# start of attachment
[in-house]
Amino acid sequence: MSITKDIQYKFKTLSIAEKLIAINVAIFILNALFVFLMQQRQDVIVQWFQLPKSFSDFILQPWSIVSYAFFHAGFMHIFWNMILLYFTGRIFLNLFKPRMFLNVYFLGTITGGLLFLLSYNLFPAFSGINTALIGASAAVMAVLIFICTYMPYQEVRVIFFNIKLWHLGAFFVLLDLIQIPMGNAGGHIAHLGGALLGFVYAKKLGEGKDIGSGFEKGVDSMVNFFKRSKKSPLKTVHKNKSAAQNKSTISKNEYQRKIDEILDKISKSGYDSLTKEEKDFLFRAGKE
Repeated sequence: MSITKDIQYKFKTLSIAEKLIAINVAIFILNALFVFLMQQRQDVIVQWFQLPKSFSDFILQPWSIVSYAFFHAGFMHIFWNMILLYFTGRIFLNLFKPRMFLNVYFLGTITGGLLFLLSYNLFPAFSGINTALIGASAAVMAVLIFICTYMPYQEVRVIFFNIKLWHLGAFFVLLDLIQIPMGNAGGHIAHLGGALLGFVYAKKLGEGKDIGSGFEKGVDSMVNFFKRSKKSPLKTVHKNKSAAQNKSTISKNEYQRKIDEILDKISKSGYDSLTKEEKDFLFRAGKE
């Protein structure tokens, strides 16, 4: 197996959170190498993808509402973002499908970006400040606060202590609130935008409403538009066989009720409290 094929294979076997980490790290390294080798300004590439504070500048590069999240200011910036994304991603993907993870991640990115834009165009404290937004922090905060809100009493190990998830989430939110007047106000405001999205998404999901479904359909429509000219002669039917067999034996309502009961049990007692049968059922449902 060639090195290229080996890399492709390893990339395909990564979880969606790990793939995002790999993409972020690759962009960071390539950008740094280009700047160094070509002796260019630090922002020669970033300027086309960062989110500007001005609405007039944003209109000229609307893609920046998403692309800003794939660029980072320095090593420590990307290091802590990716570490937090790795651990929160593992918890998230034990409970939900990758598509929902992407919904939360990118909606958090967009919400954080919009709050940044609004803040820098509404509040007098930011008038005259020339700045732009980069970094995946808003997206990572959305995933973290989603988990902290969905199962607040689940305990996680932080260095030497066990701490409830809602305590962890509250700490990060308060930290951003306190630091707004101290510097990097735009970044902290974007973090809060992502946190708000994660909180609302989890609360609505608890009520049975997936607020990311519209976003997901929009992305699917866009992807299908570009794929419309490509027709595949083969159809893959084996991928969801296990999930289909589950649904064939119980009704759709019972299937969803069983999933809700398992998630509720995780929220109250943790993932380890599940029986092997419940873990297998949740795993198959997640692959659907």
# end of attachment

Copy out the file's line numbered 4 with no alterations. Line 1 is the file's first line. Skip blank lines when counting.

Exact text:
């Protein structure tokens, strides 16, 4: 197996959170190498993808509402973002499908970006400040606060202590609130935008409403538009066989009720409290 094929294979076997980490790290390294080798300004590439504070500048590069999240200011910036994304991603993907993870991640990115834009165009404290937004922090905060809100009493190990998830989430939110007047106000405001999205998404999901479904359909429509000219002669039917067999034996309502009961049990007692049968059922449902 060639090195290229080996890399492709390893990339395909990564979880969606790990793939995002790999993409972020690759962009960071390539950008740094280009700047160094070509002796260019630090922002020669970033300027086309960062989110500007001005609405007039944003209109000229609307893609920046998403692309800003794939660029980072320095090593420590990307290091802590990716570490937090790795651990929160593992918890998230034990409970939900990758598509929902992407919904939360990118909606958090967009919400954080919009709050940044609004803040820098509404509040007098930011008038005259020339700045732009980069970094995946808003997206990572959305995933973290989603988990902290969905199962607040689940305990996680932080260095030497066990701490409830809602305590962890509250700490990060308060930290951003306190630091707004101290510097990097735009970044902290974007973090809060992502946190708000994660909180609302989890609360609505608890009520049975997936607020990311519209976003997901929009992305699917866009992807299908570009794929419309490509027709595949083969159809893959084996991928969801296990999930289909589950649904064939119980009704759709019972299937969803069983999933809700398992998630509720995780929220109250943790993932380890599940029986092997419940873990297998949740795993198959997640692959659907």